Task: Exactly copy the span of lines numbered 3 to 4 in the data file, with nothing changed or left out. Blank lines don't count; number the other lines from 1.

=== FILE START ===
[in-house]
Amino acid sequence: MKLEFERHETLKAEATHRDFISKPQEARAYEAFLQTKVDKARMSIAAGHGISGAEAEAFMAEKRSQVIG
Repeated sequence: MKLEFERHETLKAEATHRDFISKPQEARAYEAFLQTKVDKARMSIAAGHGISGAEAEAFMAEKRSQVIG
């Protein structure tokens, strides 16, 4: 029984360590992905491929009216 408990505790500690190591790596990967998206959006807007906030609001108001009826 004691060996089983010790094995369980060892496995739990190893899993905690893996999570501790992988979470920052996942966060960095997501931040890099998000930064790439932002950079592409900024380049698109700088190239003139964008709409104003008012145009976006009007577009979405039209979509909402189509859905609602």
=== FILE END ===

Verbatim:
Repeated sequence: MKLEFERHETLKAEATHRDFISKPQEARAYEAFLQTKVDKARMSIAAGHGISGAEAEAFMAEKRSQVIG
């Protein structure tokens, strides 16, 4: 029984360590992905491929009216 408990505790500690190591790596990967998206959006807007906030609001108001009826 004691060996089983010790094995369980060892496995739990190893899993905690893996999570501790992988979470920052996942966060960095997501931040890099998000930064790439932002950079592409900024380049698109700088190239003139964008709409104003008012145009976006009007577009979405039209979509909402189509859905609602």